Johnson sacrificed the Tories low tax reputation and will pay the price for it

THE TORIES are becoming a high-tax party because they have become a low-growth party. So said the Shadow Chancellor Rachel Reeves recently. And she’s right. 

The Conservative Party has increased taxes to a 71-year high. Government spending is the most it has been since the late 1970s. 

Meanwhile, our economic recovery remains fragile. Despite solid GDP growth in November, Capital Economics estimates a 0.5 per cent month on month drop in GDP for December and January.

And the Tories planned tax rises will further decrease demand and dampen business investment.

At a time when Boris Johnson is fighting for his political life, the 

gaping hole in the Conservatives hallmark policies has left him weak to scandal. 

The new Health and Social Care levy will add a further 1.25 per cent to National Insurance Contributions for employees and employers. 

In response, employers will already be cutting back on their plans to take on more staff as they know the cost of doing so will soon rise. The UK’s so-called “jobs miracle”, one of the few economic positives, will be put under pressure.

Employees will spend less as they know their pay packets will take a hit. And this is on top of soaring energy bills and rising food prices – already putting household finances under significant strain.

Then, in April 2023, corporation tax for firms making more than £250,000 profit a year will rise to 25 per cent, up from 19 per cent now. 

As a result, companies will reduce their investment. Firms will look to lower tax alternatives. 

But, we cannot tax our way to recovery. We must grow a more robust economy instead. So, what should a pro-growth agenda look like?

First, cull April’s National Insurance Contributions rise. Jacob Rees-Mogg, the leader of the House of Commons, allegedly argued in Cabinet for the Prime Minister to scrap the increase to help ease the cost of living.

There’s another reason to scrap the levy, estimated to raise £12bn a year to help fund health and social care. Hypothecated taxes seldom work. 

A recent investigation by The Daily Telegraph revealed that the Soft Drinks Industry Levy is no longer being used to tackle childhood obesity as initially intended. Instead, the money is now in the Treasury’s general coffers.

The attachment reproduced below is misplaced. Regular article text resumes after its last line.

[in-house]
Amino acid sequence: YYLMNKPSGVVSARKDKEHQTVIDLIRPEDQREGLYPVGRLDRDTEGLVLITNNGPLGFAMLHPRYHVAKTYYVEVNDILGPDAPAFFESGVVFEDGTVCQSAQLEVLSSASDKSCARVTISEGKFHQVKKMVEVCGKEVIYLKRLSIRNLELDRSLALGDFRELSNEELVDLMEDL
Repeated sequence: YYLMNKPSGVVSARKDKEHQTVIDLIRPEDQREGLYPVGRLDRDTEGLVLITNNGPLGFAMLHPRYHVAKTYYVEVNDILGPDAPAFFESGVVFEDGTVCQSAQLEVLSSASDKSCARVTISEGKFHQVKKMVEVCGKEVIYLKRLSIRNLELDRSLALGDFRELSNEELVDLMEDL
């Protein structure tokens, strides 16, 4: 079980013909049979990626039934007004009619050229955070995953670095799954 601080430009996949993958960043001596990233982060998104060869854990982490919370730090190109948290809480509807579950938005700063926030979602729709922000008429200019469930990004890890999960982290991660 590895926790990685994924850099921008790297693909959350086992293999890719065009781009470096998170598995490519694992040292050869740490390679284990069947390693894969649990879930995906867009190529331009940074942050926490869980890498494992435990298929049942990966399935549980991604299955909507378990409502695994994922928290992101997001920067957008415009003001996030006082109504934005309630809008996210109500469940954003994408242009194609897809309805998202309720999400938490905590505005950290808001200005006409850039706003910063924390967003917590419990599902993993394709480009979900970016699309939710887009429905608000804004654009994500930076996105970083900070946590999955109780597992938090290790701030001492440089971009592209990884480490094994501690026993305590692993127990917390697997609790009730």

The same is true of the Bank Levy, which the government introduced to encourage financial discipline and prevent a repeat of the risky behaviour that led to the financial crisis. 

Given the previous form, we might be sceptical about whether the government will use the money from the Health and Social Care levy to fund health and social care. 

Second, reverse the planned corporation tax rises for 2023, which will reduce the UK’s tax competitiveness.

Research by the Centre of Policy Studies and the US-based Tax Foundation shows that in 2023 the UK will move from being ranked 18th for corporate taxes to 31st out of 37 countries.

The analysis includes the increase in the headline rate of corporation tax and the removal of the super deduction, which allows companies to claim a 130 per cent capital allowance on plant and machinery investments.

Third, the government must plan to live with Covid and give businesses the certainty they need to reopen, invest and employ people. 

Businesses need confidence more than they need dramatic changes in policy. A “will they, won’t they” approach to restrictions has slashed business confidence. 

Many hospitality businesses and small retailers suffered over the Christmas period. Without a clear indication from the government on what action it might take, consumers cancelled plans. Many small businesses had no choice but to close. 

Now that there is hope that the UK could move Covid from a pandemic to an endemic it is time for the Conservative Party to regain its free market instincts and adopt a pro-growth agenda.